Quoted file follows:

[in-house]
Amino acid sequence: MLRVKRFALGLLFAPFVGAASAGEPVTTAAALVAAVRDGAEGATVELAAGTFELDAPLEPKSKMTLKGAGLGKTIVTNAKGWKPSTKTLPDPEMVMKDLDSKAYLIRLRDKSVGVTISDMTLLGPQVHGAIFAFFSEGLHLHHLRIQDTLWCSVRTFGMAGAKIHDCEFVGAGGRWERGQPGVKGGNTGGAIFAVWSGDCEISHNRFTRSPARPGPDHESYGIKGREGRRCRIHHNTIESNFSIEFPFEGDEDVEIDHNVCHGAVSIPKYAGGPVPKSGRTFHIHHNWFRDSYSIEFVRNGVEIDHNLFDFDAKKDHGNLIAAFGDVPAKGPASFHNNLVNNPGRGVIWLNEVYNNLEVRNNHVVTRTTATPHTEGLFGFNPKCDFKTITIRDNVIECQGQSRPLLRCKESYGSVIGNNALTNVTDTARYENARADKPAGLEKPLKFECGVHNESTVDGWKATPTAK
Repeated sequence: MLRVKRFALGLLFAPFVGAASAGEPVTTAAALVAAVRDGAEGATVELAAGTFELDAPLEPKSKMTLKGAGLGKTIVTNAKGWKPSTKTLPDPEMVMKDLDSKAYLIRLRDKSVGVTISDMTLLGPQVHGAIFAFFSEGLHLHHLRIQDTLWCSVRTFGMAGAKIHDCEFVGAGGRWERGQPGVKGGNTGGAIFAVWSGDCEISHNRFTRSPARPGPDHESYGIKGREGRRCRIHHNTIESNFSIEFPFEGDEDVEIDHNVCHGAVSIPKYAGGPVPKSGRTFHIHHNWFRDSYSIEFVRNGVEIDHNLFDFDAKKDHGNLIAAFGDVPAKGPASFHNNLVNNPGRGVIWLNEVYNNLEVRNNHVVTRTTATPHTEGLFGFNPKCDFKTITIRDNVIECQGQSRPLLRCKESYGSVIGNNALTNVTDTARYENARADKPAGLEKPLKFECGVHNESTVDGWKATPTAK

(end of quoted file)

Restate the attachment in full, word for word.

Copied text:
[in-house]
Amino acid sequence: MLRVKRFALGLLFAPFVGAASAGEPVTTAAALVAAVRDGAEGATVELAAGTFELDAPLEPKSKMTLKGAGLGKTIVTNAKGWKPSTKTLPDPEMVMKDLDSKAYLIRLRDKSVGVTISDMTLLGPQVHGAIFAFFSEGLHLHHLRIQDTLWCSVRTFGMAGAKIHDCEFVGAGGRWERGQPGVKGGNTGGAIFAVWSGDCEISHNRFTRSPARPGPDHESYGIKGREGRRCRIHHNTIESNFSIEFPFEGDEDVEIDHNVCHGAVSIPKYAGGPVPKSGRTFHIHHNWFRDSYSIEFVRNGVEIDHNLFDFDAKKDHGNLIAAFGDVPAKGPASFHNNLVNNPGRGVIWLNEVYNNLEVRNNHVVTRTTATPHTEGLFGFNPKCDFKTITIRDNVIECQGQSRPLLRCKESYGSVIGNNALTNVTDTARYENARADKPAGLEKPLKFECGVHNESTVDGWKATPTAK
Repeated sequence: MLRVKRFALGLLFAPFVGAASAGEPVTTAAALVAAVRDGAEGATVELAAGTFELDAPLEPKSKMTLKGAGLGKTIVTNAKGWKPSTKTLPDPEMVMKDLDSKAYLIRLRDKSVGVTISDMTLLGPQVHGAIFAFFSEGLHLHHLRIQDTLWCSVRTFGMAGAKIHDCEFVGAGGRWERGQPGVKGGNTGGAIFAVWSGDCEISHNRFTRSPARPGPDHESYGIKGREGRRCRIHHNTIESNFSIEFPFEGDEDVEIDHNVCHGAVSIPKYAGGPVPKSGRTFHIHHNWFRDSYSIEFVRNGVEIDHNLFDFDAKKDHGNLIAAFGDVPAKGPASFHNNLVNNPGRGVIWLNEVYNNLEVRNNHVVTRTTATPHTEGLFGFNPKCDFKTITIRDNVIECQGQSRPLLRCKESYGSVIGNNALTNVTDTARYENARADKPAGLEKPLKFECGVHNESTVDGWKATPTAK